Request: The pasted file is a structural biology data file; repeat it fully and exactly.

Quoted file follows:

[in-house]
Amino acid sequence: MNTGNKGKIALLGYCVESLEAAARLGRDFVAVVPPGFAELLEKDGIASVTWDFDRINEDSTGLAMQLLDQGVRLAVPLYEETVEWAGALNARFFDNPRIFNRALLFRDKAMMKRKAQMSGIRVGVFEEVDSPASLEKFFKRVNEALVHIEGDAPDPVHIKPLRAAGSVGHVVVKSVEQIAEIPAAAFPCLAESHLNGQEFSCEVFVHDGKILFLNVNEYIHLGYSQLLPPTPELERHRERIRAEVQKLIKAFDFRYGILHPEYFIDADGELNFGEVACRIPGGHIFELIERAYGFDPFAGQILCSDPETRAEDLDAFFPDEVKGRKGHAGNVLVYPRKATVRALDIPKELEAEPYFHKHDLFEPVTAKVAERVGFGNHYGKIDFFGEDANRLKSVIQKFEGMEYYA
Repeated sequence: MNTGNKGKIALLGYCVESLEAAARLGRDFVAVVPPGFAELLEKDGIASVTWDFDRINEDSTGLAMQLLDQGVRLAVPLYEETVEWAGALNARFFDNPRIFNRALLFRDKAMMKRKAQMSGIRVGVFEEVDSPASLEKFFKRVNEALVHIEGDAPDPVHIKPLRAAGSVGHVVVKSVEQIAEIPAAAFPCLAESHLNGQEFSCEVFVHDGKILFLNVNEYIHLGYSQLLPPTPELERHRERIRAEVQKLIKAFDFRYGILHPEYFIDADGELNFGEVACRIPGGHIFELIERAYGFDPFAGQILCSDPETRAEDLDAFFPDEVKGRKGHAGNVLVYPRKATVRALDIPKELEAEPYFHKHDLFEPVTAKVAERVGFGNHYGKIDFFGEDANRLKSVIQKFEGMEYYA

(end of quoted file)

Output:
[in-house]
Amino acid sequence: MNTGNKGKIALLGYCVESLEAAARLGRDFVAVVPPGFAELLEKDGIASVTWDFDRINEDSTGLAMQLLDQGVRLAVPLYEETVEWAGALNARFFDNPRIFNRALLFRDKAMMKRKAQMSGIRVGVFEEVDSPASLEKFFKRVNEALVHIEGDAPDPVHIKPLRAAGSVGHVVVKSVEQIAEIPAAAFPCLAESHLNGQEFSCEVFVHDGKILFLNVNEYIHLGYSQLLPPTPELERHRERIRAEVQKLIKAFDFRYGILHPEYFIDADGELNFGEVACRIPGGHIFELIERAYGFDPFAGQILCSDPETRAEDLDAFFPDEVKGRKGHAGNVLVYPRKATVRALDIPKELEAEPYFHKHDLFEPVTAKVAERVGFGNHYGKIDFFGEDANRLKSVIQKFEGMEYYA
Repeated sequence: MNTGNKGKIALLGYCVESLEAAARLGRDFVAVVPPGFAELLEKDGIASVTWDFDRINEDSTGLAMQLLDQGVRLAVPLYEETVEWAGALNARFFDNPRIFNRALLFRDKAMMKRKAQMSGIRVGVFEEVDSPASLEKFFKRVNEALVHIEGDAPDPVHIKPLRAAGSVGHVVVKSVEQIAEIPAAAFPCLAESHLNGQEFSCEVFVHDGKILFLNVNEYIHLGYSQLLPPTPELERHRERIRAEVQKLIKAFDFRYGILHPEYFIDADGELNFGEVACRIPGGHIFELIERAYGFDPFAGQILCSDPETRAEDLDAFFPDEVKGRKGHAGNVLVYPRKATVRALDIPKELEAEPYFHKHDLFEPVTAKVAERVGFGNHYGKIDFFGEDANRLKSVIQKFEGMEYYA